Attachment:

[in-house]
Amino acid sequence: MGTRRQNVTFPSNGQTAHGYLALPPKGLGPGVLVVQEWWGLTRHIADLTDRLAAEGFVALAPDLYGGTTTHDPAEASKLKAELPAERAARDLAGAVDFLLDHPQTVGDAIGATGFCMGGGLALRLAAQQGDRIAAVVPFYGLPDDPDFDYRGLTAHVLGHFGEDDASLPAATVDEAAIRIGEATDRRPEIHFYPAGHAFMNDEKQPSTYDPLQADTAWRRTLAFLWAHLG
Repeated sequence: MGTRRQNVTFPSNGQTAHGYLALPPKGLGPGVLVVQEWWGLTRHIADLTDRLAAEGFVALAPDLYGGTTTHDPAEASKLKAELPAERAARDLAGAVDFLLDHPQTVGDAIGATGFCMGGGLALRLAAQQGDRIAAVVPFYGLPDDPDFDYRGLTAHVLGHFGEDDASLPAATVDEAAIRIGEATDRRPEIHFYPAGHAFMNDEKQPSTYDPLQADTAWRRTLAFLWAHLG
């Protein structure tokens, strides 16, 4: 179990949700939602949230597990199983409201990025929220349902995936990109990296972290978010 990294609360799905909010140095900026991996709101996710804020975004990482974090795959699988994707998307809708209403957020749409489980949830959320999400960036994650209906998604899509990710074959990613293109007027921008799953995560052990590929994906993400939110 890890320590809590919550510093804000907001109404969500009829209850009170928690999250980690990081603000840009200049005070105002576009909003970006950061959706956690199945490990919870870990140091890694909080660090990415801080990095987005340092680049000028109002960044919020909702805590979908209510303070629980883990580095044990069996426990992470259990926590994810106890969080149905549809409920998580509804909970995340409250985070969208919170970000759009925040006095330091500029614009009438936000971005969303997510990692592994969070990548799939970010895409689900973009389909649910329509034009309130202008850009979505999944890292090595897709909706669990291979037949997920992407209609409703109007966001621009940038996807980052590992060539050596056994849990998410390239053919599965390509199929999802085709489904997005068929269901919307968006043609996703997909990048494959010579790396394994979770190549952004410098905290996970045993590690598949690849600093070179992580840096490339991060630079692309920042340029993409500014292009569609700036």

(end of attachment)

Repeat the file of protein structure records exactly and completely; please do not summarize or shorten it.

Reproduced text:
[in-house]
Amino acid sequence: MGTRRQNVTFPSNGQTAHGYLALPPKGLGPGVLVVQEWWGLTRHIADLTDRLAAEGFVALAPDLYGGTTTHDPAEASKLKAELPAERAARDLAGAVDFLLDHPQTVGDAIGATGFCMGGGLALRLAAQQGDRIAAVVPFYGLPDDPDFDYRGLTAHVLGHFGEDDASLPAATVDEAAIRIGEATDRRPEIHFYPAGHAFMNDEKQPSTYDPLQADTAWRRTLAFLWAHLG
Repeated sequence: MGTRRQNVTFPSNGQTAHGYLALPPKGLGPGVLVVQEWWGLTRHIADLTDRLAAEGFVALAPDLYGGTTTHDPAEASKLKAELPAERAARDLAGAVDFLLDHPQTVGDAIGATGFCMGGGLALRLAAQQGDRIAAVVPFYGLPDDPDFDYRGLTAHVLGHFGEDDASLPAATVDEAAIRIGEATDRRPEIHFYPAGHAFMNDEKQPSTYDPLQADTAWRRTLAFLWAHLG
């Protein structure tokens, strides 16, 4: 179990949700939602949230597990199983409201990025929220349902995936990109990296972290978010 990294609360799905909010140095900026991996709101996710804020975004990482974090795959699988994707998307809708209403957020749409489980949830959320999400960036994650209906998604899509990710074959990613293109007027921008799953995560052990590929994906993400939110 890890320590809590919550510093804000907001109404969500009829209850009170928690999250980690990081603000840009200049005070105002576009909003970006950061959706956690199945490990919870870990140091890694909080660090990415801080990095987005340092680049000028109002960044919020909702805590979908209510303070629980883990580095044990069996426990992470259990926590994810106890969080149905549809409920998580509804909970995340409250985070969208919170970000759009925040006095330091500029614009009438936000971005969303997510990692592994969070990548799939970010895409689900973009389909649910329509034009309130202008850009979505999944890292090595897709909706669990291979037949997920992407209609409703109007966001621009940038996807980052590992060539050596056994849990998410390239053919599965390509199929999802085709489904997005068929269901919307968006043609996703997909990048494959010579790396394994979770190549952004410098905290996970045993590690598949690849600093070179992580840096490339991060630079692309920042340029993409500014292009569609700036």